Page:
Linear algebra-linear combination

In summary: Since the last row is "0 0 0" the answer is "yes, every third column is a linear combination of the first two columns".In summary, the conversation is about determining if the third column of a matrix can be written as a linear combination of the first two columns. The attempt at a solution involves using an augmented matrix to solve for the values of a and b, which are then used in the equation x = a(U1) + b(U2). The expert explains that this is the same as asking if x+2y=3, 7a+8y=9, 4a+5b=6 can be solved for a and b, and that the answer is yes since the
  • #1
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Homework Statement


For each matrix, can you write the third column of the matrix as a linear combination
of the first two columns?

[tex]
\left[ \begin{array}{cccc} 1 & 2 & 3 \\ 7 & 8 & 9 \\ 4 & 5 & 6 \end{array} \right]
[/tex]

Homework Equations


x=a(U1)+b(U2)


The Attempt at a Solution


I let x equal the third column, U1 as the first column, and U2 as the second column. I solved the augmented matrix and got:

[tex]
\left[ \begin{array}{cccc} 1 & 0 & -1 \\ 0 & 1 & 2 \\ 0 & 0 & 0 \end{array} \right]
[/tex]

which a=-1, b=2.

This where I'm confused. Do I just multiply a by the first column and b by the second then that will give me a matrix that is the linear combination wrt the third column?
 
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  • #2
A linear combination of x and y is a*x + b*y. So you want to know if you can find some a and b such that
a*first column + b*second column is equal to third column.

Can you?
 
  • #3
Saying "third column is a linear combination of the first two columns" is the same as saying x+ 2y= 3, 7a+ 8y= 9, 4a+ 5b= 6 for some a, b, c. Can you solve those three equations? One way to solve a system of equations is to set up the "augmented" matrix and row-reduce. Do you see that you have already done that? What are x and y?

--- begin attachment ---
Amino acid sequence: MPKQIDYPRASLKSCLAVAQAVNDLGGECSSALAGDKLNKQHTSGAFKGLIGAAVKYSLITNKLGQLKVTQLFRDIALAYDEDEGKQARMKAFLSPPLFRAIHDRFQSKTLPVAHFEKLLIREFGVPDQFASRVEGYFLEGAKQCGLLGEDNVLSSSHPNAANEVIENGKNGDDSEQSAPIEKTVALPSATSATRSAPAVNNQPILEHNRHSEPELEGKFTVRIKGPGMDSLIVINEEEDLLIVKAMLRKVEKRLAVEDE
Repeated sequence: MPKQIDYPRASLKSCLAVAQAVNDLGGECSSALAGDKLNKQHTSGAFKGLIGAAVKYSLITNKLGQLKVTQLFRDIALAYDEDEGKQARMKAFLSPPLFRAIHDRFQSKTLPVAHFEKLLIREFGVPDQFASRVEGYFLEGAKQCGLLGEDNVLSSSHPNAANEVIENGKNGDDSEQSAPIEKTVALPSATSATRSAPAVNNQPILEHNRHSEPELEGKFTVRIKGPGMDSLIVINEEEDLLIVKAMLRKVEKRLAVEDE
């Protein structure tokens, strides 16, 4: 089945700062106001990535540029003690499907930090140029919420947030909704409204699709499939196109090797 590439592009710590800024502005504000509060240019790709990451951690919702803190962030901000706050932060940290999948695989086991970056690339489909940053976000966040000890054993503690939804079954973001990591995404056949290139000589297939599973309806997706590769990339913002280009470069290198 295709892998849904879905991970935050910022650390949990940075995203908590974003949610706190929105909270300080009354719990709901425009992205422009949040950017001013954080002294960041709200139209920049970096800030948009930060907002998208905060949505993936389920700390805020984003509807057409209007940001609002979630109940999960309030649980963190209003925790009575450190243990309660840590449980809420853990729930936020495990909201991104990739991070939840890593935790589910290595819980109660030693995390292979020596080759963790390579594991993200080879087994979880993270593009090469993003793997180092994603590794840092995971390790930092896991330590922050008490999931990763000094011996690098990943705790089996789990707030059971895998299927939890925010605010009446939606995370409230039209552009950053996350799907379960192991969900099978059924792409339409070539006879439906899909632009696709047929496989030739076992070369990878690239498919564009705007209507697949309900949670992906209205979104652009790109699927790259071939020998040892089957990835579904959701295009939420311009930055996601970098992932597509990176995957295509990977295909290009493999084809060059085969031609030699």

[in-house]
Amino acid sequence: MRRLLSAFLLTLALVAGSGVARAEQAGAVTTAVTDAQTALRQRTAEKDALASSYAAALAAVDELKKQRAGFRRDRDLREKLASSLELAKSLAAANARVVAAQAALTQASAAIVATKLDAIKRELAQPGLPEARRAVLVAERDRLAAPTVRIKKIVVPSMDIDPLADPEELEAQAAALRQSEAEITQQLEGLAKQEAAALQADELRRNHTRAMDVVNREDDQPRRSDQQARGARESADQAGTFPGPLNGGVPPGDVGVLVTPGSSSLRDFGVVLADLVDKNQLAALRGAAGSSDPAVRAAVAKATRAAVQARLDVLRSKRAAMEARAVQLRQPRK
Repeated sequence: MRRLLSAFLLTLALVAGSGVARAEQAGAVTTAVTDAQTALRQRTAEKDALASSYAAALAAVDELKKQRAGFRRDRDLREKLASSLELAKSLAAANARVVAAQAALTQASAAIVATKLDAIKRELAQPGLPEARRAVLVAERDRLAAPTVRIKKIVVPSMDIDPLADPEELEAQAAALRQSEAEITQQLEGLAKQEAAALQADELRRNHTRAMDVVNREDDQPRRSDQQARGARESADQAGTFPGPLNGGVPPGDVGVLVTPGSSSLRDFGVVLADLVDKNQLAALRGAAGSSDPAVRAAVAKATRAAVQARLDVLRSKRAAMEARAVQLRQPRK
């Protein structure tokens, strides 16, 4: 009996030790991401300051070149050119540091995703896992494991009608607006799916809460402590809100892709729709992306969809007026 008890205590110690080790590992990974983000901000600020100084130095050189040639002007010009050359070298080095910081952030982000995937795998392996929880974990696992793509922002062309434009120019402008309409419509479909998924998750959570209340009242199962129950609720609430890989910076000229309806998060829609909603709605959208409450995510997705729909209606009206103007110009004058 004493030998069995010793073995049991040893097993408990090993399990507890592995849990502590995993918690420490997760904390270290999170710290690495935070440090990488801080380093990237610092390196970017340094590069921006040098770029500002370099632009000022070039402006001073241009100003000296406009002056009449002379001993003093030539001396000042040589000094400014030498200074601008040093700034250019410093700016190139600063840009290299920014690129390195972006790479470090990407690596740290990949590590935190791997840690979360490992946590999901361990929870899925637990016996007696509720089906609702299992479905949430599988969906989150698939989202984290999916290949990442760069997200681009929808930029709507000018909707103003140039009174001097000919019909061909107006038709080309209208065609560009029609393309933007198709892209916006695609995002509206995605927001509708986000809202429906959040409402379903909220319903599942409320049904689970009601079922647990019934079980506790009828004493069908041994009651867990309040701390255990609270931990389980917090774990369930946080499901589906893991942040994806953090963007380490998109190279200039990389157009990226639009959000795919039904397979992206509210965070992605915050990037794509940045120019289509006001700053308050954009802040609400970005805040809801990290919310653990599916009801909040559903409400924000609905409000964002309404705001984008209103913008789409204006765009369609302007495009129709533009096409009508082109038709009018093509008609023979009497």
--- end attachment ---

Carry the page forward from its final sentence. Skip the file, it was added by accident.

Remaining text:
By the way, if the question was really "can you write the third column of the matrix as a linear combination
of the first two columns?" then you should have been known the answer as soon as you saw the last row.
 

1. What is a linear combination in linear algebra?

A linear combination in linear algebra is a mathematical operation performed on a set of vectors, where each vector is multiplied by a scalar and then added together. This operation is often used to create new vectors that can represent different relationships between the original vectors.

2. How is a linear combination represented mathematically?

A linear combination can be represented mathematically using Greek letters, such as alpha and beta, to represent the scalars. The vectors are typically represented using bold letters, and the operation is written as a sum with the scalars multiplied by the vectors, such as alpha * vector1 + beta * vector2.

3. What is the significance of linear combinations in linear algebra?

Linear combinations are significant in linear algebra because they can be used to create new vectors that can represent different relationships between the original vectors. This allows for a deeper understanding and analysis of vector spaces and their properties.

4. Can a linear combination be applied to more than two vectors?

Yes, a linear combination can be applied to any number of vectors. This allows for the creation of even more complex relationships between the vectors and can be helpful in solving real-world problems in fields such as physics, engineering, and economics.

5. How are linear combinations used in solving systems of linear equations?

Linear combinations are used in solving systems of linear equations by creating new equations that represent different linear combinations of the original equations. This can help in finding solutions to the system of equations or determining if the system has no solution or infinitely many solutions.

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